Chances are, you’ve never heard of IPA Day. If you have, chances are you already miss it. One day, each year, created for IPA fans. It’s completely made up but, really. The best holidays always are.
IPA Day is a pseudo-holiday created for hop-lovers from all corners of the beer-drinking world. It’s anti-corporate, which you probably could have guessed based on the number of true IPAs on the corporate market. (Hint: zero.) But it’s a holiday all the same, and it’s a reason to spend some of summer’s hottest days kicking back with one of Empirical England’s greatest inventions.
For the uninitiated - or, let’s be honest, for those who really haven’t bothered to care about distinct beer styles - we should dive into a little history.
India pale ales (IPA) are the style name for a type of beer once designed exclusively for export to India. The British, who had yet to allow George Harrison to steal India’s sitar sound, were focused in the 18th century on sending highly hopped beers to India to appease Indian taste buds. Rumors and revisionist history claim that the hops in an IPA allowed it to last longer during a grueling 18-month trip, or that non-IPAs would be poured out on the coast of Calcutta. None of those are probably true. It simply comes down to a matter of taste.
It’s not just an India thing, either. Turns out, Brits loved the stuff. They demanded more. These highly hopped pale ales - now named “India pale ales” - became widely desired. For a country that’s lauded for their bland cooking, Brits certainly looked the other way when it came to beer.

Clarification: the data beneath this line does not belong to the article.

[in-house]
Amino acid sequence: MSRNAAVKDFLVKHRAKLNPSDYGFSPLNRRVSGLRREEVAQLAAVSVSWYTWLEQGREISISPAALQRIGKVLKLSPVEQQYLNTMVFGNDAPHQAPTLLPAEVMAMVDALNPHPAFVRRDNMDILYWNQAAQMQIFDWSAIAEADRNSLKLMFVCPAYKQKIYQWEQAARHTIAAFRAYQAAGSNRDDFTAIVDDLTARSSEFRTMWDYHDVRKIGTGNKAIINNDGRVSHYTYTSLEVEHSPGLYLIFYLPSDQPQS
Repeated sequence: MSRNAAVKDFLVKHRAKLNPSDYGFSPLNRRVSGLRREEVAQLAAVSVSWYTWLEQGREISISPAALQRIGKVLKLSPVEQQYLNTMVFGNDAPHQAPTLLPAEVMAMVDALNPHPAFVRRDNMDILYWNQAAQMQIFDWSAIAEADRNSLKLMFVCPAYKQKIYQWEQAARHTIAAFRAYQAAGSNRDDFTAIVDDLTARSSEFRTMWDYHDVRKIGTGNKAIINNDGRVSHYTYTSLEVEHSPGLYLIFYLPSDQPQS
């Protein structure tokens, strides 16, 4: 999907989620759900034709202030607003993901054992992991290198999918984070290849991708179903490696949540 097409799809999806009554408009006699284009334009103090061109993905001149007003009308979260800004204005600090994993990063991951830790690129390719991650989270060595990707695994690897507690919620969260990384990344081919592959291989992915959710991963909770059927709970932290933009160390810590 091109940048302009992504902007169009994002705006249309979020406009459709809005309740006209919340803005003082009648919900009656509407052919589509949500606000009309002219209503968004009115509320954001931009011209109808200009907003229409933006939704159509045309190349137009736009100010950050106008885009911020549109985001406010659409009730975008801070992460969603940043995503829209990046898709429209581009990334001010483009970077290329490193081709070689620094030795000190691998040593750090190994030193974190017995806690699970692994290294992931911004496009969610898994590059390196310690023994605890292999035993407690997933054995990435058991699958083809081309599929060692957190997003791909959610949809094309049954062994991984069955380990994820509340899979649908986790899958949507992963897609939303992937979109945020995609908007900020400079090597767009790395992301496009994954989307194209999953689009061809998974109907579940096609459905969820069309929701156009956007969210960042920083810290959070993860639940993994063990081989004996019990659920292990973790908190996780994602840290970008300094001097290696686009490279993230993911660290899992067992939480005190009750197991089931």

Most of the IPAs you’re familiar with in the United States are probably what Beer Advocate classifies as an “American IPA”. The difference is the origin of the hops - United States, naturally - and a more bitter taste than the English IPA, which is significantly less hoppy and more, I don’t know, BRITISH I guess.
(This, of course, doesn’t even take into account the Imperial IPA, which is a much hoppier and boozier version of your standard IPA. Go ahead and get your Beer Judge Certification and explain to me the difference between the three - I’ll be content with a vague understanding of American and English IPAs and the assurance that an Imperial IPA will send in the clowns at a much faster rate.)
In celebration of hops’ only holiday, Mrs. Beer Critic brought home a four-pack of Odell Brewing’s Myrcenary, a double pale ale that, at 9.3% ABV, certainly qualifies as an Imperial Pale Ale.
If you’re looking for the Inside Baseball stuff, I can tell you that Myrcenary is assembled with ingredients that contain high levels of Myrcene, an essential oil found in hops, ylang-ylang and lemongrass. Sounds fancy, sure, but it tastes delicious.
I’ll tell you right now that, as an unabashed Odell IPA fan, Myrcenary is delicious. I’ll admit: that’s not a objective statement. I love this brewery, and I love this beer. Be warned - it’s wonderful, but it’s heavy. You can’t drink more than two in a sitting without wandering over to the stereo and rifling through your old college records. Not that you’d notice - for a “big beer,” Myrcenary is surprisingly drinkable. You won’t come out of this with a mouth full of booze, that’s for sure. (I can’t promise you won’t break out your old R.E.M. records, though.)
Here’s something else that tastes delicious: good design. As someone who has a hard time purchasing Grand Teton Brewing beers because of their dated and horrible design, I always seem to fall in love with Odell’s labels.
Myrcenary’s label - a three-wheeler, bursting across the bottle with a bag of fresh hops flying behind it - is not only beautiful, but it’s fitting. IPAs are defined by their hops, and a well-crafted hop flavor crashes through your palate like Myrcenary’s runaway hop-wagon, scattering floral aromas and bitterness throughout your mouth. You can get cleaner. You can get more bitter. You can even get less hoppy.
But there’s no doubt that Myrcenary raises the flag for its fellow IPAs just enough that we can all toast to an imaginary holiday and say, “Happy IPA Day.”
Today’s tab: Myrcenary Double India Pale Ale - 9.3% ABV Odell Brewing Co., Fort Collins, CO